It will be the first time Nespresso will sell coffee from Cuba in any market ever, a spokesperson told FoodNavigator-USA. The product, called Cafecito de Cuba, will be available as a limited edition in the fall of 2016, with plans to grow in the long-run.
“We always aim to delight consumers through exclusive, unique coffee experiences, and we anticipate there will be a big demand for our Cuban coffee in the US,” the spokesperson said.
But it’s not just the novelty of the country of origin that will entice buyers—according to Nespresso, the Caribbean country’s coffee beans has its own luxurious, distinct flavor. “Cafecito de Cuba is a dark roasted and intense coffee,” the spokesperson said.
“It is a pure origin Grand Cru, 100% Cuban Arabica coffee. The coffee has aromatic wood notes; cedar-like, moist, scented, and fresh. As the cup cools it seems to gain in viscosity and mouth weight with a light caramel finish,” he added.
Food and beverage industry interest in trade with Cuba has been gaining momentum since the Obama administration updated the list of goods that can be imported into the US from independent Cuban entrepreneurs back in April.
The “independent entrepreneurs” Nespresso and its business partner TechnoServe will work with are smallholder coffee farmers in Cuba. It won’t be the first time the global giant will source its coffee from smaller farms in developing countries—a press release said that the company has experience with smallholder farmers in Colombia, South Sudan, Ethiopia, and Kenya.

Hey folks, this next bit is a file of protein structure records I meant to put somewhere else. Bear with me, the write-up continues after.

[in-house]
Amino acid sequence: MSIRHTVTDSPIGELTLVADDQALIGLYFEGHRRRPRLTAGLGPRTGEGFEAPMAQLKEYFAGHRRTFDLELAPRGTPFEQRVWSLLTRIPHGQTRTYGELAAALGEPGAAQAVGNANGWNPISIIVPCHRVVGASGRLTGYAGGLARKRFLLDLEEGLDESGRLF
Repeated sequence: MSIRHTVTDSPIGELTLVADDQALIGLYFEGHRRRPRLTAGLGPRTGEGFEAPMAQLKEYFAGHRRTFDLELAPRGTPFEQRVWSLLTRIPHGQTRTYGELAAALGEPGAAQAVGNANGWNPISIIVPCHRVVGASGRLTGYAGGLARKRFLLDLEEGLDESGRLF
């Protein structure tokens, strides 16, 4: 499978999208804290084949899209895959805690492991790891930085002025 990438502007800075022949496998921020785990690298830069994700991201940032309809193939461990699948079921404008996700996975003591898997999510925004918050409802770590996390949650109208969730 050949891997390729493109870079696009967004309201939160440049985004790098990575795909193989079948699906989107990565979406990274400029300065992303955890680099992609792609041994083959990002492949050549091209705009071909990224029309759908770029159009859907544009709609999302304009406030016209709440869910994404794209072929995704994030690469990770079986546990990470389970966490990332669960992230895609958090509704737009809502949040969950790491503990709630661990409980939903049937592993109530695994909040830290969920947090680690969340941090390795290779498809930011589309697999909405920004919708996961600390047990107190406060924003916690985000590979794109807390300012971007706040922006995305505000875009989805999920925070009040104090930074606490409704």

“Ultimately, our goal is to support farmers in their production of sustainable coffee and contribute to expanded economic opportunities for them in the long-term,” the spokesperson said.
Rekindling a relationship
As Congress continues to debate whether or not restrictions on trade with Cuba should be loosened up, the agricultural sector is one of the most vocal proponents to lift the sanctions.
The push is definitely felt from the organic sector, which Politico reports has importers “salivating over Cuba’s untapped organic market, given the trouble the US has keeping up with its growing demand for organic products.”
At the Organic Trade Association’s Policy Conference in Washington DC last month, Cuba had a special place in a speech by US Agriculture Sec. Tom Vilsack, who recently signed an agreement with Cuban Agriculture Minister Gustavo Rodriguez Rollero to foster collaboration between both countries.
“Recently I had the opportunity—and I think a lot of folks with the Organic Trade Association and Industry had the chance to go down to Cuba—and I think there is a tremendous opportunity here for us to use food in the way I believe it should be used as a unifying industry,” he said.
“I think there is no question that American agriculture can supply and should supply and hopefully will supply in the near future, a lot of these commodities that the Cuban people need to feed themselves. But they also have the opportunity, given the nature of the land mass in Cuba, given the nature of farming as it is in Cuba, to begin being a major supplier or organic,” he added.
Though Politico reported that coffee, a mainstay of Cuban agriculture, is one of the top two organic US imports by value (along with bananas), Nespresso’s spokesperson said that there are no plans at this time that Cafecito de Cuba will be sourced from organically grown coffee.